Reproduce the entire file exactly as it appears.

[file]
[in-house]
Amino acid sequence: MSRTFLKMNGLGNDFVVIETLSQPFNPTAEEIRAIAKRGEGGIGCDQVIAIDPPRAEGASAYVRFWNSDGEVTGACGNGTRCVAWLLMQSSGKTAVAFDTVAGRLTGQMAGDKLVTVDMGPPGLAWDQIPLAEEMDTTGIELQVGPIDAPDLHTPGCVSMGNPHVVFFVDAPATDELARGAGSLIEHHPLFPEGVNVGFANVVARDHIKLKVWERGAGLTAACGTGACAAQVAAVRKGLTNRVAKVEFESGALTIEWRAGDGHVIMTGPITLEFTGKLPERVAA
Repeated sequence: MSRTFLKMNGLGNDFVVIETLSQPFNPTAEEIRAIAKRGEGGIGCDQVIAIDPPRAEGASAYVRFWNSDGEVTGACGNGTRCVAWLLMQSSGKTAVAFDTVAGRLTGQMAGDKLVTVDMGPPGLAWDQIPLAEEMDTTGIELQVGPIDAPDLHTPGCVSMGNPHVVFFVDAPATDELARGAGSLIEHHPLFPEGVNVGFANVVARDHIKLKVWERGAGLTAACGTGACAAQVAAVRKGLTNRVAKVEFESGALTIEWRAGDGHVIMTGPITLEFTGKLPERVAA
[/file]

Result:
[in-house]
Amino acid sequence: MSRTFLKMNGLGNDFVVIETLSQPFNPTAEEIRAIAKRGEGGIGCDQVIAIDPPRAEGASAYVRFWNSDGEVTGACGNGTRCVAWLLMQSSGKTAVAFDTVAGRLTGQMAGDKLVTVDMGPPGLAWDQIPLAEEMDTTGIELQVGPIDAPDLHTPGCVSMGNPHVVFFVDAPATDELARGAGSLIEHHPLFPEGVNVGFANVVARDHIKLKVWERGAGLTAACGTGACAAQVAAVRKGLTNRVAKVEFESGALTIEWRAGDGHVIMTGPITLEFTGKLPERVAA
Repeated sequence: MSRTFLKMNGLGNDFVVIETLSQPFNPTAEEIRAIAKRGEGGIGCDQVIAIDPPRAEGASAYVRFWNSDGEVTGACGNGTRCVAWLLMQSSGKTAVAFDTVAGRLTGQMAGDKLVTVDMGPPGLAWDQIPLAEEMDTTGIELQVGPIDAPDLHTPGCVSMGNPHVVFFVDAPATDELARGAGSLIEHHPLFPEGVNVGFANVVARDHIKLKVWERGAGLTAACGTGACAAQVAAVRKGLTNRVAKVEFESGALTIEWRAGDGHVIMTGPITLEFTGKLPERVAA